The injured were transported by ship to hospitals on the Greek Islands, Malta, Egypt and Britain. The wards established on lower decks were poorly ventilated and overcrowded. Completing simple nursing tasks became even more difficult because of the ship’s movement and intractable seasickness experienced by soldiers and nurses alike (AWM n.d.a). Between 1916-1919, 500 AANS nurses also served in British hospitals in India where their patients included Turkish prisoners of war and wounded British troops. These nurses found the tropical monsoon climate debilitating (AWM n.d.a).
Meanwhile, in Greece in 1918, 20% of all nurses working in British hospitals were Australian. Tent hospitals were established to care for patients suffering from malaria and black water fever (AWM n.d.a). Here again, the working conditions were onerous due to hot, mosquito-infested summers and freezing winters (AWM n.d.a). The nurses were under-prepared for the physical discomfort and cultural challenges they encountered and felt “sidelined” from looking after “their boys”, on the front line (AWM n.d.a, n.p.).
Twenty-five nurses died during WW1 and 388 were decorated for acts of gallantry and devotion to duty under fire (AWM n.d.a; Department of Defence, n.d.). However, despite their valuable contribution, nurses who did not serve as ‘official’ members of the AANS were not awarded a record of service (Harvey 2014). Following the war, records of trained nurses appointed to the Reserve and willing to serve in times of national emergency were established in all states and territories (Department of Defence n.d.).
With the outbreak of WW2 (1939-1945), nurses motivated by a sense of duty and desire to “do their bit” again volunteered to serve (AWM n.d.b). It is estimated that by 1940, one-third of Australia’s trained nurses had served overseas (Bessant 1999, p. ii). During WW2, members of the AANS, Royal Australian Air Force Nursing Service (RAAFNS 1940), and Royal Australian Naval Nursing Service (RANNS 1942), served in many locations, including Australia, Borneo, Britain, Crete, Egypt, Greece, Indonesia, Japan, Malaya, North Africa, Palestine, Papua New Guinea and Singapore (Bessant 1999; Department of Defence n.d.).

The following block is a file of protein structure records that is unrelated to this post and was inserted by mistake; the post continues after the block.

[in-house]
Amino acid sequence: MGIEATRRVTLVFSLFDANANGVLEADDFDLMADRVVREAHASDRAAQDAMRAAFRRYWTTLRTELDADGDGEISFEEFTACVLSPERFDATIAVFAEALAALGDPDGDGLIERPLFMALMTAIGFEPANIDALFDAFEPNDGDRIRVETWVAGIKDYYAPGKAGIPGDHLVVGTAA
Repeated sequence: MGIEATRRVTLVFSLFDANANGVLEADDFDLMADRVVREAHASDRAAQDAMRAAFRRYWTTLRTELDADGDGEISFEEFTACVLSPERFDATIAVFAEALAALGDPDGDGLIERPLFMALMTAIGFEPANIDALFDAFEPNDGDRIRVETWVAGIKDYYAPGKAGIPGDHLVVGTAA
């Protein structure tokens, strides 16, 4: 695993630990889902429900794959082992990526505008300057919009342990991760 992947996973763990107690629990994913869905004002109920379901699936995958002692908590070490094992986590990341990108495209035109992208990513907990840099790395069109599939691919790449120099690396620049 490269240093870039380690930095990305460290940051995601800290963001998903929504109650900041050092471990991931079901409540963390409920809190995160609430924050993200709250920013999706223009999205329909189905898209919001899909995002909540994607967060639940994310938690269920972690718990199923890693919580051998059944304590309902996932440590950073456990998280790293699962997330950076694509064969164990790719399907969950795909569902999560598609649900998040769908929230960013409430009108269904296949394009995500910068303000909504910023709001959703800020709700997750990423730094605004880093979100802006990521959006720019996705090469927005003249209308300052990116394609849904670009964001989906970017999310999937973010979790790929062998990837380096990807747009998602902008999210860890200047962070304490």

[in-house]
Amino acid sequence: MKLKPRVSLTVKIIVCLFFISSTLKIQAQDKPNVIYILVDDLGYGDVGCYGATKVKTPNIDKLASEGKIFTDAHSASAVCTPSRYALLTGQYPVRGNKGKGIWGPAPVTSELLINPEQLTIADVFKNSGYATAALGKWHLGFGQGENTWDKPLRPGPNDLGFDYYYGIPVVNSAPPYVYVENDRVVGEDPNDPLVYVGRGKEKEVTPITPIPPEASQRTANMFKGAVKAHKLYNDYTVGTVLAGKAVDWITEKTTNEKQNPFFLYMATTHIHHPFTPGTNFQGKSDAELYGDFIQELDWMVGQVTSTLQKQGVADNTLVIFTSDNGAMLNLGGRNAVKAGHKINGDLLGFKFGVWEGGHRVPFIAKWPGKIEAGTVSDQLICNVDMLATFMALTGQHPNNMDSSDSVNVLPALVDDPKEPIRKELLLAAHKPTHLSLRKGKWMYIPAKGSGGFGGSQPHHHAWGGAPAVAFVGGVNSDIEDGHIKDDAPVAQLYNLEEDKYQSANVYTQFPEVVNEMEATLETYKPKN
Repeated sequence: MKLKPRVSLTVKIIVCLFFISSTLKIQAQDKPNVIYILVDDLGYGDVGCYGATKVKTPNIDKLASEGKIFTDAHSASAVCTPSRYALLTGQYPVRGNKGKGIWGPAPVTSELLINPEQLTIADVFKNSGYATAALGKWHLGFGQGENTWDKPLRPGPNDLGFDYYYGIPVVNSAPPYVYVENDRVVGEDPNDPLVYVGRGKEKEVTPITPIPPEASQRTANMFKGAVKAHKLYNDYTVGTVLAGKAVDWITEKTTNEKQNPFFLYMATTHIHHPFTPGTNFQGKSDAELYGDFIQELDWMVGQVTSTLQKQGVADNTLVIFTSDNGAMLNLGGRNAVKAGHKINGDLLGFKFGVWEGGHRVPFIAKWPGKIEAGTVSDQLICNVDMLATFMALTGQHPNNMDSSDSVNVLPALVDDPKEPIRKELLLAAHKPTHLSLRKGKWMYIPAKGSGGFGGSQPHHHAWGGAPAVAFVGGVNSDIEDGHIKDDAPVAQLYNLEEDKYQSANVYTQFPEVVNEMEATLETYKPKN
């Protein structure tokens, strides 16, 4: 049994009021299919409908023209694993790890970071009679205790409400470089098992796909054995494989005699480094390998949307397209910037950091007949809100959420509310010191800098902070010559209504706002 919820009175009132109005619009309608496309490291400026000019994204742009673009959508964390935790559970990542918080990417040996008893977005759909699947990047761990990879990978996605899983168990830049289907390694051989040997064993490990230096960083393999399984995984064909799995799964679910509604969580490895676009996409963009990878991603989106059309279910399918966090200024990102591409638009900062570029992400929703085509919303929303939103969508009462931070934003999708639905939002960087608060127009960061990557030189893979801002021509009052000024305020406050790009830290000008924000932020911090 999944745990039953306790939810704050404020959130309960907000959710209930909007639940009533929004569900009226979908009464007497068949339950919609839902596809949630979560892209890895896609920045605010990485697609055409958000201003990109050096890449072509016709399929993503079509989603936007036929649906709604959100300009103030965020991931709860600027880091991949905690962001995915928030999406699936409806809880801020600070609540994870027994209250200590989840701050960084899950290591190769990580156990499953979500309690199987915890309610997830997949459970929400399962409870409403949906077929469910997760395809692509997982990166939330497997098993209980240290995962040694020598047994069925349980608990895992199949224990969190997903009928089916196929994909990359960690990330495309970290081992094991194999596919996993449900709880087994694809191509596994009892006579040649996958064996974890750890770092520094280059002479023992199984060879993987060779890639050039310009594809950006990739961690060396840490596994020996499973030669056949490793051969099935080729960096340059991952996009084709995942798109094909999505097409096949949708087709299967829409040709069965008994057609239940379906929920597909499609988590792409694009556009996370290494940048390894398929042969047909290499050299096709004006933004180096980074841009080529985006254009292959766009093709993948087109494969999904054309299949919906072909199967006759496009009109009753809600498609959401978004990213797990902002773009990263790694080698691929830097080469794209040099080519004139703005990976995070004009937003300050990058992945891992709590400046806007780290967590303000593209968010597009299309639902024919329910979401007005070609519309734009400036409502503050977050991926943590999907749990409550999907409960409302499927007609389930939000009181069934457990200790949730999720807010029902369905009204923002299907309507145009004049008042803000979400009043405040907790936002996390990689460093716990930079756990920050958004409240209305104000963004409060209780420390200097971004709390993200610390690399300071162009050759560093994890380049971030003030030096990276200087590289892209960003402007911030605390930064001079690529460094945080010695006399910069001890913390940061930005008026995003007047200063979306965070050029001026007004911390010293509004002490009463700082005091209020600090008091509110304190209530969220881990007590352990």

This was very dangerous and challenging work yet reports of extraordinary bravery abound. For instance, during 1941, Alexandria (Egypt) was regularly bombed (AWM n.d.b). In order to be easily recognisable as ‘non-combatants’, nurses wore bright red capes and white caps. In Greece during 1941, Matrons of 2/5th and 2/6th Australian General Hospitals (AGH), were ordered to prepare for immediate evacuation. However, not all could go as transportation was limited. The nurses were asked if they wished to stay or go. Despite the risk of capture, no one requested to leave (AWM n.d.b). Nurses serving in New Guinea were advised to dye their uniforms with strong tea to make them less visible and to avoid becoming enemy targets (AWM n.d.b).